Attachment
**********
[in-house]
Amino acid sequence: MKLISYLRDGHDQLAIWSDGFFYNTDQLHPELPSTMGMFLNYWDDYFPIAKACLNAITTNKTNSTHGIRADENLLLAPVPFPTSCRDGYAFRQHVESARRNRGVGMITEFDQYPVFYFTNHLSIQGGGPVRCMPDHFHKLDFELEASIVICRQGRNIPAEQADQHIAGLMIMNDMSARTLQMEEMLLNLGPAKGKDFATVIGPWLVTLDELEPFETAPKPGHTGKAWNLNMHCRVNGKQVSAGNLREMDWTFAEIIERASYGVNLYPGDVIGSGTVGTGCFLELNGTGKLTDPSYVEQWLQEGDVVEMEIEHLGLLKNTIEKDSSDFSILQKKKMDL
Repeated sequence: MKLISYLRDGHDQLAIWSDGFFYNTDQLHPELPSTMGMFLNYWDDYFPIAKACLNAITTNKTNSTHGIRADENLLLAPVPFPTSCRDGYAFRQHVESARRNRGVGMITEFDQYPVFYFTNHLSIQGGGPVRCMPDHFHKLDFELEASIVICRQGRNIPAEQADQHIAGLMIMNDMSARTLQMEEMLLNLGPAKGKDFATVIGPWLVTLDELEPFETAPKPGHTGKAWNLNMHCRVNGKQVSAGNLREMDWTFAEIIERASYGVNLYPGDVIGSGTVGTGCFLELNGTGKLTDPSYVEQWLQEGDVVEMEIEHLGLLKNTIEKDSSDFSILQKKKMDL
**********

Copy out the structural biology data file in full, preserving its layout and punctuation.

[in-house]
Amino acid sequence: MKLISYLRDGHDQLAIWSDGFFYNTDQLHPELPSTMGMFLNYWDDYFPIAKACLNAITTNKTNSTHGIRADENLLLAPVPFPTSCRDGYAFRQHVESARRNRGVGMITEFDQYPVFYFTNHLSIQGGGPVRCMPDHFHKLDFELEASIVICRQGRNIPAEQADQHIAGLMIMNDMSARTLQMEEMLLNLGPAKGKDFATVIGPWLVTLDELEPFETAPKPGHTGKAWNLNMHCRVNGKQVSAGNLREMDWTFAEIIERASYGVNLYPGDVIGSGTVGTGCFLELNGTGKLTDPSYVEQWLQEGDVVEMEIEHLGLLKNTIEKDSSDFSILQKKKMDL
Repeated sequence: MKLISYLRDGHDQLAIWSDGFFYNTDQLHPELPSTMGMFLNYWDDYFPIAKACLNAITTNKTNSTHGIRADENLLLAPVPFPTSCRDGYAFRQHVESARRNRGVGMITEFDQYPVFYFTNHLSIQGGGPVRCMPDHFHKLDFELEASIVICRQGRNIPAEQADQHIAGLMIMNDMSARTLQMEEMLLNLGPAKGKDFATVIGPWLVTLDELEPFETAPKPGHTGKAWNLNMHCRVNGKQVSAGNLREMDWTFAEIIERASYGVNLYPGDVIGSGTVGTGCFLELNGTGKLTDPSYVEQWLQEGDVVEMEIEHLGLLKNTIEKDSSDFSILQKKKMDL